However, Hwang, and indeed nearly all advocates of cloning embryos have made a habit of fibbing about miracle cures from their research. The clearest illustration of this is a Korean postage stamp issued to honour Hwang. Korea Post describes his work rhapsodically as "another step forward in liberating humankind from incurable diseases that have inflicted untold human suffering for almost eternity".


The stamp has two panels. On the left a cell is being manipulated and on the right a paralysed man is bounding out of his wheelchair, kicking up his heels and embracing his girlfriend. With a tantalising vision like this on their stamps, it is no wonder that Hwang is so warmly supported by ordinary Koreans.

Miracles like this are just short of sheer fantasy. Embryonic stem cells have not cured a single patient and they may never do so -- although they could be useful raw material for genetic research and drug testing. This week a British scientist announced the commencement of clinical trials on wheelchair-bound patients with spinal cord injuries. But he is using adult stem cells. These "will avoid the need to use embryonic tissue, to find donor individuals ... or to use powerful designer drugs with unknown side-effects," says Professor Geoffrey Raisman, of University College London. (5) There have been no human trials with embryonic stem cells.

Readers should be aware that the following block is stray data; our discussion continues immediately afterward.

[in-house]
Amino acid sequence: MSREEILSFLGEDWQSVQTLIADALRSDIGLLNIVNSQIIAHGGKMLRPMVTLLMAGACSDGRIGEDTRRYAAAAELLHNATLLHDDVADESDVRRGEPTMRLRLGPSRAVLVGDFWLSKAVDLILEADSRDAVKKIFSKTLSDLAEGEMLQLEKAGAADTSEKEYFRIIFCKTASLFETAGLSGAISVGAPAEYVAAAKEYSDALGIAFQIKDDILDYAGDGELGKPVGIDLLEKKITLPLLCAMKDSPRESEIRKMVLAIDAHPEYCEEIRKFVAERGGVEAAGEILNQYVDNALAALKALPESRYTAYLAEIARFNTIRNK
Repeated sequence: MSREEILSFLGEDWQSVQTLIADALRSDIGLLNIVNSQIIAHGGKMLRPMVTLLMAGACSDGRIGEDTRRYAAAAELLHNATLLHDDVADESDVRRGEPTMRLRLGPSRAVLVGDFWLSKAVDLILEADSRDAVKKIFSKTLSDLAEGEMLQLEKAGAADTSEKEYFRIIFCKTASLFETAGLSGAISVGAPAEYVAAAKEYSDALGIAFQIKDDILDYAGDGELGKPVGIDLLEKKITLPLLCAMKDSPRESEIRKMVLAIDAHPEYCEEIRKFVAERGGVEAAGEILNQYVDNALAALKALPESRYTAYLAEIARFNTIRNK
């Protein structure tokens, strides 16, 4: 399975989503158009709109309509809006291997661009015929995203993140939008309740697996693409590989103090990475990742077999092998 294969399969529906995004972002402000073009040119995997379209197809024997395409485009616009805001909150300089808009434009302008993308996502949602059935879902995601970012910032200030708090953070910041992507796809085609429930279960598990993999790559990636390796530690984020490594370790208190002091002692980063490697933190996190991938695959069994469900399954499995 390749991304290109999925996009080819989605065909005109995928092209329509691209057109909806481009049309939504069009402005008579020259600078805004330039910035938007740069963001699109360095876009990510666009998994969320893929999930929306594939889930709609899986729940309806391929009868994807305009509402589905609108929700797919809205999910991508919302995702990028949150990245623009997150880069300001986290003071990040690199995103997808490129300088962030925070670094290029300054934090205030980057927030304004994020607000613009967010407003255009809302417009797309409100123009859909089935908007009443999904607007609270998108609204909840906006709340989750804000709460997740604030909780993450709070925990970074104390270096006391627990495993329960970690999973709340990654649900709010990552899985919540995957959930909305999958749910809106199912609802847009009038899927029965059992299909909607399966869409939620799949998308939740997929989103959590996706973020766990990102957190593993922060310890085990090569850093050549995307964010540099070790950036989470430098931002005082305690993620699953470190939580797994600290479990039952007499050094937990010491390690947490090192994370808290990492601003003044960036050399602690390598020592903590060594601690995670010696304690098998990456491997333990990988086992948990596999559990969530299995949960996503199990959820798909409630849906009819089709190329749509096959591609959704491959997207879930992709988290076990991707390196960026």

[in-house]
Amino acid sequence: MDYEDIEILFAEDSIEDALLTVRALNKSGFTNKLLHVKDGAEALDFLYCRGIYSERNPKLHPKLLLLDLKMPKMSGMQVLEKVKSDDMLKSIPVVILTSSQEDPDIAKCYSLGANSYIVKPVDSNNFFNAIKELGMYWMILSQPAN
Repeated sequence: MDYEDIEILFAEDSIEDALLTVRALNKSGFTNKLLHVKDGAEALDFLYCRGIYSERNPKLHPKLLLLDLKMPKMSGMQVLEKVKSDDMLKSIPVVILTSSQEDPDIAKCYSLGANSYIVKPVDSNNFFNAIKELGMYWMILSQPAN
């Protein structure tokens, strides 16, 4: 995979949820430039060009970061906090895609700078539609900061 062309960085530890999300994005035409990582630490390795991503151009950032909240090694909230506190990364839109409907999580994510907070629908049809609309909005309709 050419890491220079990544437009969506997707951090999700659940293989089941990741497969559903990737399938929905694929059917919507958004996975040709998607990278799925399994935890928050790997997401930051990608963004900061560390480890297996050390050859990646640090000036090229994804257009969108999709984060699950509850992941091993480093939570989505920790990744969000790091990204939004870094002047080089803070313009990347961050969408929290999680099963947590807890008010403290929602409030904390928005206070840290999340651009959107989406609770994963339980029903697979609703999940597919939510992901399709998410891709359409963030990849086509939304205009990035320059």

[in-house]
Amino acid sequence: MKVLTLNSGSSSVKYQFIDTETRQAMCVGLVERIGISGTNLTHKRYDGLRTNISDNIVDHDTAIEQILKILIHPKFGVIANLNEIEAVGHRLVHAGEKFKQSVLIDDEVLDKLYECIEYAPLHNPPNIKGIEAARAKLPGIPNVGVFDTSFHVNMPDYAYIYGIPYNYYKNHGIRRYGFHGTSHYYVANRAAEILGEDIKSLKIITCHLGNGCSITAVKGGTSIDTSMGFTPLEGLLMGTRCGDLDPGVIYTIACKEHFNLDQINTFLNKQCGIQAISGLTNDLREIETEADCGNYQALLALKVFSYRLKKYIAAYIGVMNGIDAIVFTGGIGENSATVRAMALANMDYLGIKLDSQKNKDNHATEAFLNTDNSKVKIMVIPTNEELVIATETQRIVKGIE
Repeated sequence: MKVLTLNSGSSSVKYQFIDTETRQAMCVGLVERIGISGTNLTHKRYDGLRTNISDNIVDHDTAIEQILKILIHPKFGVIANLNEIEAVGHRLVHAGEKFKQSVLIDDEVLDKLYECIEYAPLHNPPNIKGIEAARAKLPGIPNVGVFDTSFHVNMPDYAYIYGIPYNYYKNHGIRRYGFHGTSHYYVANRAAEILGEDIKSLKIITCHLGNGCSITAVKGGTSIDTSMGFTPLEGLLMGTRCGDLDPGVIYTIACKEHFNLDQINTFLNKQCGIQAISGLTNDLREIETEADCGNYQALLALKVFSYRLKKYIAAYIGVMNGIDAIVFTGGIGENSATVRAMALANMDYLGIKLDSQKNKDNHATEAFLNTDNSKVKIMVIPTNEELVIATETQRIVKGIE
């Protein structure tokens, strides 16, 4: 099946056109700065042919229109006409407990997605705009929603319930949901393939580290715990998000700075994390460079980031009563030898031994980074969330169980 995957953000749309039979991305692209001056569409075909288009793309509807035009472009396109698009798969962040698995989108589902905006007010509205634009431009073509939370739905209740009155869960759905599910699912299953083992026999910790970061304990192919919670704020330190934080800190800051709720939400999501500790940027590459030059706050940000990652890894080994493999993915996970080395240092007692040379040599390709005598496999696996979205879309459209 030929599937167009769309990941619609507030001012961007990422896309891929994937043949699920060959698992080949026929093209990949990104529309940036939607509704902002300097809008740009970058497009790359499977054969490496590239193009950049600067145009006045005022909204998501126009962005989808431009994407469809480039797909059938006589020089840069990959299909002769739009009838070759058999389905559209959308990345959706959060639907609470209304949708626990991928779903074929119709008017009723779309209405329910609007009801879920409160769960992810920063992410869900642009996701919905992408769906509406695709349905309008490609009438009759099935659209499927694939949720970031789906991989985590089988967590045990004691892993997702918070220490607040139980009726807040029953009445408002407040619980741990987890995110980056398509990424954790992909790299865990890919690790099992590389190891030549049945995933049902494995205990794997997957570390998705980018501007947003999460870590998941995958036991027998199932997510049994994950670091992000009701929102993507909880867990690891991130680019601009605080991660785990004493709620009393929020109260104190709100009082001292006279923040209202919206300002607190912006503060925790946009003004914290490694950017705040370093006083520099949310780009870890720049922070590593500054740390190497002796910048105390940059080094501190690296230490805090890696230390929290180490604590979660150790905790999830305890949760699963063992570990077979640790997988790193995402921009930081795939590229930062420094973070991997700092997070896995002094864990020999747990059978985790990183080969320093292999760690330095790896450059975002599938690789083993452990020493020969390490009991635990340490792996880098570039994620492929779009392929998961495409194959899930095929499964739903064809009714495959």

Confirmation of this suspicion that ESC therapies are coming soon comes from an unlikely source: Lord Robert Winston, a leading British IVF researcher. In his presidential address at the British Association's Science Festival in Dublin not long ago, he warned the public against scientific hype: "The study of stem cells is one of the most exciting areas in biology but I think it is unlikely that embryonic stem cells are likely to be useful in health care for a long time." He views the current wave of optimism about embryonic stem cells with "growing scepticism".(6)

Michael Cook is editor of BioEdge, an international bioethics newsletter.



(1) "South Korean scandal brings worries in stem cell projects". USA Today. Nov 28, 2005.

(2) "Study Shows Bioethics Awareness Lacking". Nov 25, 2005.

(3) Robert Lanza and Ronald M. Green. "Bush's policy stopped US gaining stem-cell lead". Nature. Nov 24, 2005.

(4) John Robertson. "Ethical Mountain or Ethical Molehill?". Nov 25, 2005.

(5) "Stem cell pioneer offers hope to the paralysed". Telegraph (UK). Nov 30, 2005.

(6) "Medical value of stem cells 'over-hyped'". Telegraph (UK). September 5, 2005.

(7) "Stem Cells An Unlikely Therapy for Alzheimer's". Washington Post. June 10, 2004.


TCS Daily Archives